Michael McDowell is probably best known for his screenplays for Beetlejuice and The Nightmare Before Christmas, but his earlier horror novels are now being rediscovered as masterpieces of Southern Gothic fiction. Both The Elementals and McDowell’s first novel, The Amulet, are now available as paperbacks and e-books from Valancourt Books and they’ve provided us with the prologue from The Elementals:
“After a bizarre and disturbing incident at the funeral of matriarch Marian Savage, the McCray and Savage families look forward to a restful and relaxing summer at Beldame, on Alabama’s Gulf Coast, where three Victorian houses loom over the shimmering beach. Two of the houses are habitable, while the third is slowly and mysteriously being buried beneath an enormous dune of blindingly white sand. But though long uninhabited, the third house is not empty. Inside, something deadly lies in wait. Something that has terrified Dauphin Savage and Luker McCray since they were boys and which still haunts their nightmares. Something horrific that may be responsible for several terrible and unexplained deaths years earlier — and is now ready to kill again . . .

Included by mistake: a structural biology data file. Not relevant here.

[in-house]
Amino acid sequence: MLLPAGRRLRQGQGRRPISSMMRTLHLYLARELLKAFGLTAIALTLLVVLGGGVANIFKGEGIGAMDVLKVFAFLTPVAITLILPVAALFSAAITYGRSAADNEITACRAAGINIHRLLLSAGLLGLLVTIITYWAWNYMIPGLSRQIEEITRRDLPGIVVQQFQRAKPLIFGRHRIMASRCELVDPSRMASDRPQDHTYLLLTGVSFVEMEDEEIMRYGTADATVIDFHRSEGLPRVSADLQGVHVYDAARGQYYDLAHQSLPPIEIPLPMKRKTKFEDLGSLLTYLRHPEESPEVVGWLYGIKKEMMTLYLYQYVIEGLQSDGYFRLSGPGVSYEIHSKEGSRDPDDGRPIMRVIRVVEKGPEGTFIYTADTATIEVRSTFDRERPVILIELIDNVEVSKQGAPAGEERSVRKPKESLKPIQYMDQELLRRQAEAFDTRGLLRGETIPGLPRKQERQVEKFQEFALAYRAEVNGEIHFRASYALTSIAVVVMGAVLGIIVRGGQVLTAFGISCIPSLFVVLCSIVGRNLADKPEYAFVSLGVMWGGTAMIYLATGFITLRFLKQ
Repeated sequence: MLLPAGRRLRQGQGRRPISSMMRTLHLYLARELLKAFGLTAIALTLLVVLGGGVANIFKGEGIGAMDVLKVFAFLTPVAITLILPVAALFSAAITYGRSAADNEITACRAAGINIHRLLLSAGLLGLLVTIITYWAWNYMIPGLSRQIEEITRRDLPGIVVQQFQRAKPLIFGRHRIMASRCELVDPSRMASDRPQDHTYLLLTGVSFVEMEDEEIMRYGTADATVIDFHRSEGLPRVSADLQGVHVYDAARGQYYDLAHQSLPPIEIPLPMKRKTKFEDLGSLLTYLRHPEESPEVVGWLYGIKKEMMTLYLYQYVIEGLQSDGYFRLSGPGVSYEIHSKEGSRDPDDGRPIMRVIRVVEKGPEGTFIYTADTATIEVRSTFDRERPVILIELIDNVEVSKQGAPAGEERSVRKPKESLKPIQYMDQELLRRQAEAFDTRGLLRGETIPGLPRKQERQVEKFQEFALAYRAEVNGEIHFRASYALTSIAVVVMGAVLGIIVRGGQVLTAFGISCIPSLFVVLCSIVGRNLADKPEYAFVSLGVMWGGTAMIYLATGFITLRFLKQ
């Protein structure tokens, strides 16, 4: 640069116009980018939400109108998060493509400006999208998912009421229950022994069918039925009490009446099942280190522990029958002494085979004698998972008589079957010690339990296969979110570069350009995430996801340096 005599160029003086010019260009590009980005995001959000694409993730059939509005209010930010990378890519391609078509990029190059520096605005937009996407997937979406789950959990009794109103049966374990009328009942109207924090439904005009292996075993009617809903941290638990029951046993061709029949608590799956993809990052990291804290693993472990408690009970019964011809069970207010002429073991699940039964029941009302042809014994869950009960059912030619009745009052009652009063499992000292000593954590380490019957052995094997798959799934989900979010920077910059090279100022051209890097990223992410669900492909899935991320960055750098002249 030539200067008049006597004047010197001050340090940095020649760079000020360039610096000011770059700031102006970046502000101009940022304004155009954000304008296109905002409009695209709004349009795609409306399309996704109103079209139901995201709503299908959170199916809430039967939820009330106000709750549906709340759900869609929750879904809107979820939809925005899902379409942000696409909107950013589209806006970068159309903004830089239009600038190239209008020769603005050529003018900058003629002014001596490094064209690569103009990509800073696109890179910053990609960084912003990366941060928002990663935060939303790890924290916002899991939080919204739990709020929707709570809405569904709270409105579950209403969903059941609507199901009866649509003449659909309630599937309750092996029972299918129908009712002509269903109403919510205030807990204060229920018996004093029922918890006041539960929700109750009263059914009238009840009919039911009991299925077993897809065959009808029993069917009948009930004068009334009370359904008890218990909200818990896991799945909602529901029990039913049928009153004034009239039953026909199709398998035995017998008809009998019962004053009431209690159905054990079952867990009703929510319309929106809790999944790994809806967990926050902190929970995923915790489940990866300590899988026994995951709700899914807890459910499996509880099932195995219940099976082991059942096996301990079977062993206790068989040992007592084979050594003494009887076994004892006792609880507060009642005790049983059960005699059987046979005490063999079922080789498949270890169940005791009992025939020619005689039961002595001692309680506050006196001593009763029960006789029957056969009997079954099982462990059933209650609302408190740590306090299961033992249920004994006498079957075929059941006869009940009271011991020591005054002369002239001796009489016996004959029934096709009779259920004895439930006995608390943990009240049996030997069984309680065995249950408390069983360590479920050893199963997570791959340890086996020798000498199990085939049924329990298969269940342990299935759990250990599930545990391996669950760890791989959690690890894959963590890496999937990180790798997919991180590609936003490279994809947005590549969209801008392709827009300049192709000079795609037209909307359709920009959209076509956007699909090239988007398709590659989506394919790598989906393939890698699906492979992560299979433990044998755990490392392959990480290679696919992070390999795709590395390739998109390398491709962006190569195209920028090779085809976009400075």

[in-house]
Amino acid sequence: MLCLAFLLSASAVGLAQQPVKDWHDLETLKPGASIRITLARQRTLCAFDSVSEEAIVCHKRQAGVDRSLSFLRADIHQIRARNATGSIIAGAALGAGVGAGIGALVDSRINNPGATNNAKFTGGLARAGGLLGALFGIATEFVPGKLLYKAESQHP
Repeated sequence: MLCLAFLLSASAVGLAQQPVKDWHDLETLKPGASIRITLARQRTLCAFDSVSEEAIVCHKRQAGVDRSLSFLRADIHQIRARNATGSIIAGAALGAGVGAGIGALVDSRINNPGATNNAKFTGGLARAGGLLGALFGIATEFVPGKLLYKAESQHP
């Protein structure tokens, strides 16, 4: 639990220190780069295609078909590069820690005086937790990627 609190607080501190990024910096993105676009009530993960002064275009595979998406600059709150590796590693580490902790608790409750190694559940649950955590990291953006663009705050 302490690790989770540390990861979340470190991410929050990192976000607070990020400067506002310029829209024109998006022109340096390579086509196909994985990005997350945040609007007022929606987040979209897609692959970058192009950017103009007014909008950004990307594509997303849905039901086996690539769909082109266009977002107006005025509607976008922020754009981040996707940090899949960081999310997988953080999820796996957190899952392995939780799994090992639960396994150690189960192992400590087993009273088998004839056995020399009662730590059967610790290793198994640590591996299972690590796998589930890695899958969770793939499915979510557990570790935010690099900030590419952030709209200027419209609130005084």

A haunted house story unlike any other, Michael McDowell’s The Elementals (1981) was one of the finest novels to come out of the horror publishing explosion of the 1970s and ’80s. Though best known for his screenplays for Tim Burton’s Beetlejuice and The Nightmare Before Christmas, McDowell is now being rediscovered as one of the best modern horror writers and a master of Southern Gothic literature. This edition of McDowell’s masterpiece of terror features a new introduction by award-winning horror author Michael Rowe. McDowell’s first novel, the grisly and darkly comic The Amulet (1979), is also available from Valancourt Books.”